Thanksgiving aboard the USS Ronald Reagan, 2007
If I understand Parks, he’d say that this storyline would be satisfying to a reader growing up in a family where the core issue was trust of others vs. paranoia. The parents could have been vocal advocates of nonviolence or survivalists with a cache of weapons. It doesn’t matter. A reader growing up in an environment where the conversation always came around to this issue would recognize it in the generic western. It would feel like home.

Richard Wheeler has argued that the audience for the formula western is aging and dying off. If Parks is right, it could be because family values have shifted. The western that granddad enjoyed seems outdated or alien to the current generation of readers (and movie-goers) because the conversation in their families was about different values.

Wheeler would agree, I think, that the western needs to reinvent itself to find the audience that’s out there waiting for it. In the new western writers that have been appearing in print and ebooks and online, we can see efforts to discover and connect with that audience’s values.  

Coal miner's family, West Virginia, 1946
I’d point to Edward Grainger’s Cash Laramie series as one example. The rogue U.S. marshal with the arrowhead lanyard takes on challenges that we are not used to seeing in the everyday western. For Cash a frequent theme is social justice vs. personal justice.

Personal justice has had a long run as the driving force in the revenge western, which has dominated the form. A man is out to avenge the violent deaths of his parents, a brother, or his wife and family. It’s one of the main plot threads in the TV series Hell on Wheels, reviewed here recently.

The Cash Laramie stories are often about justice, too, but Cash is not avenging a grievous wrong done to himself. He’s after villains who prey on the vulnerable. He doesn’t accept the dictum at the core of a L’Amour story that in this world it’s kill or be killed and a man best be armed to defend himself and his property. For Cash, a good man comes to the defense of those too weak to defend themselves.

Ranch family, Texas, 1973
This conflict between social and personal justice has been at the heart of the American drama for a long time. The competing demands of both values have sparked national debate over and again. Today, it polarizes opinion on nearly every public issue. It accounts for both the clamor for social programs like healthcare and the fear of socialized medicine. Are we all in this together, or is it every man for himself?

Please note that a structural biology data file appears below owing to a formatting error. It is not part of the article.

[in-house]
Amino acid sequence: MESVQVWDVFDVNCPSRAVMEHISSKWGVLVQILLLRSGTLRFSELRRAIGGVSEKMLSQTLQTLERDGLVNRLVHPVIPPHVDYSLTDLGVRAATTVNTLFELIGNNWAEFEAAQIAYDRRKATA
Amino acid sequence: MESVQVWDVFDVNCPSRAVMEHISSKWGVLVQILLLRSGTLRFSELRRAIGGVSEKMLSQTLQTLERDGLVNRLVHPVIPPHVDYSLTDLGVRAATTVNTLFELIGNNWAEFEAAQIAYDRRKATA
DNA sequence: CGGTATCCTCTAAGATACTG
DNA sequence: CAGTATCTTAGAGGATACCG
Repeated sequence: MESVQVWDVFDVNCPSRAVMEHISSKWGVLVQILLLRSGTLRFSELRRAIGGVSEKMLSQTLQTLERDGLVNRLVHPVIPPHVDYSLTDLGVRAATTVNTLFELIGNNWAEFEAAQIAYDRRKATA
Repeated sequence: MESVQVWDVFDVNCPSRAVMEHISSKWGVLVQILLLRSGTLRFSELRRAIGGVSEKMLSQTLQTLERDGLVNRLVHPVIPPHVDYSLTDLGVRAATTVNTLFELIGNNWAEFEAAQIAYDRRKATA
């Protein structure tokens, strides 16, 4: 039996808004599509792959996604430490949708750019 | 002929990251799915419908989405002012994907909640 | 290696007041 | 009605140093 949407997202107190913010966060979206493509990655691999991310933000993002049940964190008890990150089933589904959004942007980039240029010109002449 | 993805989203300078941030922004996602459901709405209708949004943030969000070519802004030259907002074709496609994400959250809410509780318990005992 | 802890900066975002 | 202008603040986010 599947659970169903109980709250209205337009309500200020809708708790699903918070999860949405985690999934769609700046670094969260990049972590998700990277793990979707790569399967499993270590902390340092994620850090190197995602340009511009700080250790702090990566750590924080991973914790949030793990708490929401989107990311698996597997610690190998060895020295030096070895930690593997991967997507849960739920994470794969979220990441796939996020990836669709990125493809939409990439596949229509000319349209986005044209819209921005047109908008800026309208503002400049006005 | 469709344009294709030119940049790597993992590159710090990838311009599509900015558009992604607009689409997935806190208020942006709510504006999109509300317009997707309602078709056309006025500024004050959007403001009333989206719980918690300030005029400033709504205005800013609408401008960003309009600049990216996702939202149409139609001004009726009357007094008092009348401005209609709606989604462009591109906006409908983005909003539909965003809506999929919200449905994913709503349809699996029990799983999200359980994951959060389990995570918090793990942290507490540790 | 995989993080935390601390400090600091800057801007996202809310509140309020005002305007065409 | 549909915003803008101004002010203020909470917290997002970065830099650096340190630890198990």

That question is at the heart of the Cash Laramie stories. And with each episode in his job as a lawman, Cash locates himself somewhere between those two extremes. It’s not easy. He makes mistakes sometimes or things go wrong, which causes him self-doubt. But his remorse is also part of what makes him admirable.

According to Park’s argument, what Grainger does is to reflect a family conversation different from the one that produced the kill-or-be-killed revenge western. And it has found an audience of readers who recognize in the imaginative world he’s created something that feels more like home. It does to me, anyway.

As usual, just my opinion. I’m open to reasoned argument.

Photo credits: Wikimedia Commons

Coming up: Old West glossary, no. 35

Saturday, June 23, 2012

Saturday music: Charley Pride

When I was growing up in Nebraska in the 1940s, this was not "country." It was just plain "music." And I puzzle today that country music in this more enlightened age seems to have so little room for African American voices and faces.

Coming up: Old West glossary, no. 35

Friday, June 22, 2012

Photo-finish Friday: airship

It's a bird. It's a plane. It's a dirigible. I snapped this on a calm winter day in downtown LA a few months ago. Dirigibles make for a playful change from the constant traffic of big airliners gliding overhead to LAX. When you can hear them above the sound of the traffic, they make a soft, purring noise.